'Jonathan Hall's book is an event in classical scholarship.'David Konstan, Diaspora
‘Jonathan Hall’s book is an event in classical scholarship.’David Konstan, Diaspora
This item was reviewed in:
Choice, January 1998
To find out how to look for other reviews, please see our guides to finding book reviews in the Sciences or Social Sciences and Humanities.
Summaries
Bowker Data Service Summary
With an introductory chapter on the history of the study of ethnicity in Greek antiquity, this text provides an examination of the ethnic identity of the ancient Greeks.
Description for Bookstore
The author demonstrates that the ethnic groups of ancient Greece, like many ethnic groups throughout the world today, were not ultimately racial, linguistic, religious or cultural, but social groups whose 'origins' in extraneous territories were just as often imagined as they were real.
Description for Library
The author demonstrates that the ethnic groups of ancient Greece, like many ethnic groups throughout the world today, were not ultimately racial, linguistic, religious or cultural, but social groups whose 'origins' in extraneous territories were just as often imagined as they were real. This is the first study to treat the subject from a truly interdisciplinary point of view, embracing literature, myth, archaeology, linguistics and social anthropology. It also outlines the history of the study of ethnicity in Greek antiquity.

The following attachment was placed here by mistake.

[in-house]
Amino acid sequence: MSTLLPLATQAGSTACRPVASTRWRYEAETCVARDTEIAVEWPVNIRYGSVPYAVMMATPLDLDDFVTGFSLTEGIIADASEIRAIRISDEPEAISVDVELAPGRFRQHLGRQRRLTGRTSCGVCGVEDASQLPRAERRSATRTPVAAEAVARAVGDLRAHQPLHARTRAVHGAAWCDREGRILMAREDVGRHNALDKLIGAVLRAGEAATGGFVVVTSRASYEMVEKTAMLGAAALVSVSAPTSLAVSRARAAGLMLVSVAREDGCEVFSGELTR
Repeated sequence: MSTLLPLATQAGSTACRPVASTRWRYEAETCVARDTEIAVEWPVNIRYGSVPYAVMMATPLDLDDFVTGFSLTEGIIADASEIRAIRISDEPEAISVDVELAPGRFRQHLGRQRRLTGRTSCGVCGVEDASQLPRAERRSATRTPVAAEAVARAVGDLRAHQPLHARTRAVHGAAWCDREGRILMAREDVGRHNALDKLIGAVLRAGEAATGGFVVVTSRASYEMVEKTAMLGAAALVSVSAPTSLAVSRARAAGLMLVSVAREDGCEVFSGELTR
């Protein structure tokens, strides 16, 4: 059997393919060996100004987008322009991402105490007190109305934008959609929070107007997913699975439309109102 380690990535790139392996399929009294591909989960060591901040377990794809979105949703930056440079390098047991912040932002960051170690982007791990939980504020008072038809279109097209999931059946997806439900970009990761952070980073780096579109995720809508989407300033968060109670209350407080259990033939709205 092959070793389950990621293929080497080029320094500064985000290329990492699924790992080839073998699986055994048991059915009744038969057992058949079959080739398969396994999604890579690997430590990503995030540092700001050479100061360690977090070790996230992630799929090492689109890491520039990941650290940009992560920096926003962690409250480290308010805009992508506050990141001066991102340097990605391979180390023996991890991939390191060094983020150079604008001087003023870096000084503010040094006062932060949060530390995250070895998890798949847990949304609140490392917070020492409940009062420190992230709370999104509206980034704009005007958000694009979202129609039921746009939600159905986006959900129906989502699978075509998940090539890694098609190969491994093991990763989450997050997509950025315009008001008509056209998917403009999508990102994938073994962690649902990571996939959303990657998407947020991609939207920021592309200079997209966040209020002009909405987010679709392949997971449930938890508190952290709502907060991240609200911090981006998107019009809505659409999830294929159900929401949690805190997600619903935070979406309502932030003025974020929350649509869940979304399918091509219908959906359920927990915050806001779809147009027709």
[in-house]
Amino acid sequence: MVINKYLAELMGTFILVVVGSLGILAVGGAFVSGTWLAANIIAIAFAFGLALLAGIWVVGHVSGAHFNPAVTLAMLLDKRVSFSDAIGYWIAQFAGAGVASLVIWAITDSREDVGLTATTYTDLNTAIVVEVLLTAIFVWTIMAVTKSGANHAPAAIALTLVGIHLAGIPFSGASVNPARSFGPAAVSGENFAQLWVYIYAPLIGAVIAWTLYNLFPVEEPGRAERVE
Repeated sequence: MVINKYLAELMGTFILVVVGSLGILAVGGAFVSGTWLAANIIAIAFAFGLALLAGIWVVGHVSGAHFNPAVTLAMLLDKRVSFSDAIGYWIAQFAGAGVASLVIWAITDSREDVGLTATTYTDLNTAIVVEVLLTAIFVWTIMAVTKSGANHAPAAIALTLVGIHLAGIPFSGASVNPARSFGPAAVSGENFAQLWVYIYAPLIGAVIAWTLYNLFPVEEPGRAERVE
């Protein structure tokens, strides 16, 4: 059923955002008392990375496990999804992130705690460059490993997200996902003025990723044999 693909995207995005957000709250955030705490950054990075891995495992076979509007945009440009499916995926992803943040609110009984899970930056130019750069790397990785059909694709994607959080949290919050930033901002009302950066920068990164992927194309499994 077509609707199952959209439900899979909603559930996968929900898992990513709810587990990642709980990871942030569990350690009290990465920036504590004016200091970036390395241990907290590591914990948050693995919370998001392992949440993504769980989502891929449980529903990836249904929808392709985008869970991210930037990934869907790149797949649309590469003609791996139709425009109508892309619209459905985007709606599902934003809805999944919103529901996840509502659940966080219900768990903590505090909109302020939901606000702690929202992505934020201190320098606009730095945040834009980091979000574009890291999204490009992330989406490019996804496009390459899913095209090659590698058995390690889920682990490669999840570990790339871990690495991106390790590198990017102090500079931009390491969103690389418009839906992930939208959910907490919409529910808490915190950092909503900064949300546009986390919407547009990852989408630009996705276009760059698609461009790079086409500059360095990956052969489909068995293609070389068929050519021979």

Main Description
The purpose of this book is to show that the ethnic groups of ancient Greece, like many ethnic groups throughout the world today, were not ultimately racial, linguistic, religious or cultural, but social groups whose "origins" in extraneous territories were just as often imagined as they were real. This is the first study to treat the subject from a truly interdisciplinary point of view, embracing literature, myth, archaeology, linguistics and social anthropology. It also outlines the history of the study of ethnicity in Greek antiquity.
Main Description
In this book Jonathan Hall seeks to demonstrate that the ethnic groups of ancient Greece, like many ethnic groups throughout the world today, were not ultimately racial, linguistic, religious or cultural groups, but social groups whose 'origins' in extraneous territories were just as often imagined as they were real. Adopting an explicitly anthropological point of view, he examines the evidence of literature, archaeology and linguistics to elucidate the nature of ethnic identity in ancient Greece. Rather than treating Greek ethnic groups as 'natural' or 'essential' - let alone 'racial' - entities, he emphasises the active, constructive and dynamic role of ethnography, genealogy, material culture and language in shaping ethnic consciousness. An introductory chapter outlines the history of the study of ethnicity in Greek antiquity.
Table of Contents
Phrasing the problem
The nature and expression of ethnicity: an anthropological view
The discursive dimension of ethnic identity
Ethnography and genealogy: an Argolic case-study
Ethnicity and archaeology
Ethnicity and linguistics
Conclusion
Table of Contents provided by Publisher. All Rights Reserved.